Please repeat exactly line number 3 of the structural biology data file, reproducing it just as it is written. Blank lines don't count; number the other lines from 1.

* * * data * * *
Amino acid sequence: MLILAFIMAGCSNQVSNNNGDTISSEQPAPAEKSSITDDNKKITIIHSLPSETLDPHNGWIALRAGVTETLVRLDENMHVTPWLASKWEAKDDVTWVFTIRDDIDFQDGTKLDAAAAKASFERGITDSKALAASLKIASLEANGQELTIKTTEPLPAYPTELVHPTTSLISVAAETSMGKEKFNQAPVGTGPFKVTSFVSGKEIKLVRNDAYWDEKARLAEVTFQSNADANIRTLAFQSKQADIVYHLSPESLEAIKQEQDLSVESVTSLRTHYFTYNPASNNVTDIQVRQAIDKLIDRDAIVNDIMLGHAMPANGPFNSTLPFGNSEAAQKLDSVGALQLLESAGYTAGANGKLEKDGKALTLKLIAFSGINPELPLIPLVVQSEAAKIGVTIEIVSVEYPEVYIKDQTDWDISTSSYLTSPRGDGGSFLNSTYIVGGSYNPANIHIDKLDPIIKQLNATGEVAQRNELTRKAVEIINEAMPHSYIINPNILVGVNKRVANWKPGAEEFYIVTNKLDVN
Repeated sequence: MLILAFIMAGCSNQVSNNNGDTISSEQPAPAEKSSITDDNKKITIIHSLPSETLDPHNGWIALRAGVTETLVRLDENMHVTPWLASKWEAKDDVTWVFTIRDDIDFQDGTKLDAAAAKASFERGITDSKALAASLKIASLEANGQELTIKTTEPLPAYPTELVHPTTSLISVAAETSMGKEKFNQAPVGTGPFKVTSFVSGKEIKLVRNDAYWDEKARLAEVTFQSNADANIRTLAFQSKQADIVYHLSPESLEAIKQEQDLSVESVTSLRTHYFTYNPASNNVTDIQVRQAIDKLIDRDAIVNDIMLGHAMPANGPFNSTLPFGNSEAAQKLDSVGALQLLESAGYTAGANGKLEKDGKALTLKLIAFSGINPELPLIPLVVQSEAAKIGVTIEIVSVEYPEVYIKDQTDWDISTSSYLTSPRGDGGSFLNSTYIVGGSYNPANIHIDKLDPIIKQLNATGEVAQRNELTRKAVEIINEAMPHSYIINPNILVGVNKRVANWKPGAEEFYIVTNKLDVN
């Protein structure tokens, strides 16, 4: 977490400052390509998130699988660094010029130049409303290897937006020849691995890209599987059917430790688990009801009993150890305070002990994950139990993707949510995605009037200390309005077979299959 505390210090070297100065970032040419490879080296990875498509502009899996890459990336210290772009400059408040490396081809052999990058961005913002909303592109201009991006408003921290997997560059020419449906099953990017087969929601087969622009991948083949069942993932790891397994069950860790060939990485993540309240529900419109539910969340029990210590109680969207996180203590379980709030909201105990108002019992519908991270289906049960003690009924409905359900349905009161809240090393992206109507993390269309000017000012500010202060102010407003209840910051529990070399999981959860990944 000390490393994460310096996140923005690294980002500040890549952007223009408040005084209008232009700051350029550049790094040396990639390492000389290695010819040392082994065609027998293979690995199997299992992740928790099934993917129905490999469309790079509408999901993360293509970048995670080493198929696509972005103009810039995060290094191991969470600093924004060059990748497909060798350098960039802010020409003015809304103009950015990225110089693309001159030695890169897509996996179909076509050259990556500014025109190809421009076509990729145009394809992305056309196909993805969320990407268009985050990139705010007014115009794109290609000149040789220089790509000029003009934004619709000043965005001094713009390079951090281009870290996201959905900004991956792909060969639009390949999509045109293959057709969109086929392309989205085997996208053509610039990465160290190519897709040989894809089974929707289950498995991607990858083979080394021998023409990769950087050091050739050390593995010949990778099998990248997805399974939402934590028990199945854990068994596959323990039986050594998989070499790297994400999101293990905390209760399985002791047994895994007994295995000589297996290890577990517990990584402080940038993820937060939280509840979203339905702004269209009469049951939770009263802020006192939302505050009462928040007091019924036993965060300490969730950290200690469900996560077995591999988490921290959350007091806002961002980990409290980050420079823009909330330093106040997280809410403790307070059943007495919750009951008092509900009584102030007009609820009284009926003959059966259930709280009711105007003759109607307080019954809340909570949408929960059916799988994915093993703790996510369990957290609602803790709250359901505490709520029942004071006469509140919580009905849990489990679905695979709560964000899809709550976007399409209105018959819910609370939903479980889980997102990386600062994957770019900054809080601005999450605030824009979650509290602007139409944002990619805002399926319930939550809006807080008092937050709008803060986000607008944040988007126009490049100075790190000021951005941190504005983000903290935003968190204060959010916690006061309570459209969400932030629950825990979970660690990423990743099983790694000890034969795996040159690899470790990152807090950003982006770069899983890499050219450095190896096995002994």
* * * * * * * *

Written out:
């Protein structure tokens, strides 16, 4: 977490400052390509998130699988660094010029130049409303290897937006020849691995890209599987059917430790688990009801009993150890305070002990994950139990993707949510995605009037200390309005077979299959 505390210090070297100065970032040419490879080296990875498509502009899996890459990336210290772009400059408040490396081809052999990058961005913002909303592109201009991006408003921290997997560059020419449906099953990017087969929601087969622009991948083949069942993932790891397994069950860790060939990485993540309240529900419109539910969340029990210590109680969207996180203590379980709030909201105990108002019992519908991270289906049960003690009924409905359900349905009161809240090393992206109507993390269309000017000012500010202060102010407003209840910051529990070399999981959860990944 000390490393994460310096996140923005690294980002500040890549952007223009408040005084209008232009700051350029550049790094040396990639390492000389290695010819040392082994065609027998293979690995199997299992992740928790099934993917129905490999469309790079509408999901993360293509970048995670080493198929696509972005103009810039995060290094191991969470600093924004060059990748497909060798350098960039802010020409003015809304103009950015990225110089693309001159030695890169897509996996179909076509050259990556500014025109190809421009076509990729145009394809992305056309196909993805969320990407268009985050990139705010007014115009794109290609000149040789220089790509000029003009934004619709000043965005001094713009390079951090281009870290996201959905900004991956792909060969639009390949999509045109293959057709969109086929392309989205085997996208053509610039990465160290190519897709040989894809089974929707289950498995991607990858083979080394021998023409990769950087050091050739050390593995010949990778099998990248997805399974939402934590028990199945854990068994596959323990039986050594998989070499790297994400999101293990905390209760399985002791047994895994007994295995000589297996290890577990517990990584402080940038993820937060939280509840979203339905702004269209009469049951939770009263802020006192939302505050009462928040007091019924036993965060300490969730950290200690469900996560077995591999988490921290959350007091806002961002980990409290980050420079823009909330330093106040997280809410403790307070059943007495919750009951008092509900009584102030007009609820009284009926003959059966259930709280009711105007003759109607307080019954809340909570949408929960059916799988994915093993703790996510369990957290609602803790709250359901505490709520029942004071006469509140919580009905849990489990679905695979709560964000899809709550976007399409209105018959819910609370939903479980889980997102990386600062994957770019900054809080601005999450605030824009979650509290602007139409944002990619805002399926319930939550809006807080008092937050709008803060986000607008944040988007126009490049100075790190000021951005941190504005983000903290935003968190204060959010916690006061309570459209969400932030629950825990979970660690990423990743099983790694000890034969795996040159690899470790990152807090950003982006770069899983890499050219450095190896096995002994």